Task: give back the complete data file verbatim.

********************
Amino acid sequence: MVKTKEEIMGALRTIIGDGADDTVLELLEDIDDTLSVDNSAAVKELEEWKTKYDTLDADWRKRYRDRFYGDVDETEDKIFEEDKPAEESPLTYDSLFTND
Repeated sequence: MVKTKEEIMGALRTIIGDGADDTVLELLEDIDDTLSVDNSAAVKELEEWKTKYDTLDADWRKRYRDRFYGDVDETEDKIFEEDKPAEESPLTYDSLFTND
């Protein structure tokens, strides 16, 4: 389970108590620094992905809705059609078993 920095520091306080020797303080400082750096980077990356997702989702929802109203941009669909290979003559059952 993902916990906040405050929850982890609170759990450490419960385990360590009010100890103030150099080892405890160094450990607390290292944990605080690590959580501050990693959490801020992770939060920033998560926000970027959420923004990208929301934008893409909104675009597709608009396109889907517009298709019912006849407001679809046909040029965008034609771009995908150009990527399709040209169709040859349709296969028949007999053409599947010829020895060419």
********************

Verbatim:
Amino acid sequence: MVKTKEEIMGALRTIIGDGADDTVLELLEDIDDTLSVDNSAAVKELEEWKTKYDTLDADWRKRYRDRFYGDVDETEDKIFEEDKPAEESPLTYDSLFTND
Repeated sequence: MVKTKEEIMGALRTIIGDGADDTVLELLEDIDDTLSVDNSAAVKELEEWKTKYDTLDADWRKRYRDRFYGDVDETEDKIFEEDKPAEESPLTYDSLFTND
């Protein structure tokens, strides 16, 4: 389970108590620094992905809705059609078993 920095520091306080020797303080400082750096980077990356997702989702929802109203941009669909290979003559059952 993902916990906040405050929850982890609170759990450490419960385990360590009010100890103030150099080892405890160094450990607390290292944990605080690590959580501050990693959490801020992770939060920033998560926000970027959420923004990208929301934008893409909104675009597709608009396109889907517009298709019912006849407001679809046909040029965008034609771009995908150009990527399709040209169709040859349709296969028949007999053409599947010829020895060419």